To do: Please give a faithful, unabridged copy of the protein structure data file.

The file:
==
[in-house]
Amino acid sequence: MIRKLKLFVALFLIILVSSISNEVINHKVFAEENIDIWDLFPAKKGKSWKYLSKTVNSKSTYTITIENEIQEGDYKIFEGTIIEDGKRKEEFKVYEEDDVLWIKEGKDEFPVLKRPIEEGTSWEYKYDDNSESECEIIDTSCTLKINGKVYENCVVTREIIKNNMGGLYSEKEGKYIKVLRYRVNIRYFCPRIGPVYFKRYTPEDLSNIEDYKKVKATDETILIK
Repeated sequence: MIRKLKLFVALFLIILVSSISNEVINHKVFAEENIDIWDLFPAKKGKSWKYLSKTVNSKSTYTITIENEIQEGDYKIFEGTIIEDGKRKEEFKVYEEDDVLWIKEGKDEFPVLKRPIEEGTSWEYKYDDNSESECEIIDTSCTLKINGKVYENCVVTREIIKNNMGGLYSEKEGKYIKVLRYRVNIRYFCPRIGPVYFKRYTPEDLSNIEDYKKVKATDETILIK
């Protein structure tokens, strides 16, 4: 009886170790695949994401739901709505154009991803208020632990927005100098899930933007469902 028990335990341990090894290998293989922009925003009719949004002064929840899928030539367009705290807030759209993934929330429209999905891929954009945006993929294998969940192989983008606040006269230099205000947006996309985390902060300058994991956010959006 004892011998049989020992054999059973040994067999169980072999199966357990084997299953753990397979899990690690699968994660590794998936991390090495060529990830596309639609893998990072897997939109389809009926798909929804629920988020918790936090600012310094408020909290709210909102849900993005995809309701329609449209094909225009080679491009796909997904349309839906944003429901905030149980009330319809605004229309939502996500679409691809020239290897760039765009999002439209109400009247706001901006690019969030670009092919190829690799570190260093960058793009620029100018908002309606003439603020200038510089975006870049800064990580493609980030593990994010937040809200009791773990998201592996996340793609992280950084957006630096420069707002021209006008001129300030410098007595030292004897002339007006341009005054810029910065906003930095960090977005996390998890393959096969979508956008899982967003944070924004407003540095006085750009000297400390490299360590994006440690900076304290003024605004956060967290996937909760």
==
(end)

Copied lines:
[in-house]
Amino acid sequence: MIRKLKLFVALFLIILVSSISNEVINHKVFAEENIDIWDLFPAKKGKSWKYLSKTVNSKSTYTITIENEIQEGDYKIFEGTIIEDGKRKEEFKVYEEDDVLWIKEGKDEFPVLKRPIEEGTSWEYKYDDNSESECEIIDTSCTLKINGKVYENCVVTREIIKNNMGGLYSEKEGKYIKVLRYRVNIRYFCPRIGPVYFKRYTPEDLSNIEDYKKVKATDETILIK
Repeated sequence: MIRKLKLFVALFLIILVSSISNEVINHKVFAEENIDIWDLFPAKKGKSWKYLSKTVNSKSTYTITIENEIQEGDYKIFEGTIIEDGKRKEEFKVYEEDDVLWIKEGKDEFPVLKRPIEEGTSWEYKYDDNSESECEIIDTSCTLKINGKVYENCVVTREIIKNNMGGLYSEKEGKYIKVLRYRVNIRYFCPRIGPVYFKRYTPEDLSNIEDYKKVKATDETILIK
């Protein structure tokens, strides 16, 4: 009886170790695949994401739901709505154009991803208020632990927005100098899930933007469902 028990335990341990090894290998293989922009925003009719949004002064929840899928030539367009705290807030759209993934929330429209999905891929954009945006993929294998969940192989983008606040006269230099205000947006996309985390902060300058994991956010959006 004892011998049989020992054999059973040994067999169980072999199966357990084997299953753990397979899990690690699968994660590794998936991390090495060529990830596309639609893998990072897997939109389809009926798909929804629920988020918790936090600012310094408020909290709210909102849900993005995809309701329609449209094909225009080679491009796909997904349309839906944003429901905030149980009330319809605004229309939502996500679409691809020239290897760039765009999002439209109400009247706001901006690019969030670009092919190829690799570190260093960058793009620029100018908002309606003439603020200038510089975006870049800064990580493609980030593990994010937040809200009791773990998201592996996340793609992280950084957006630096420069707002021209006008001129300030410098007595030292004897002339007006341009005054810029910065906003930095960090977005996390998890393959096969979508956008899982967003944070924004407003540095006085750009000297400390490299360590994006440690900076304290003024605004956060967290996937909760």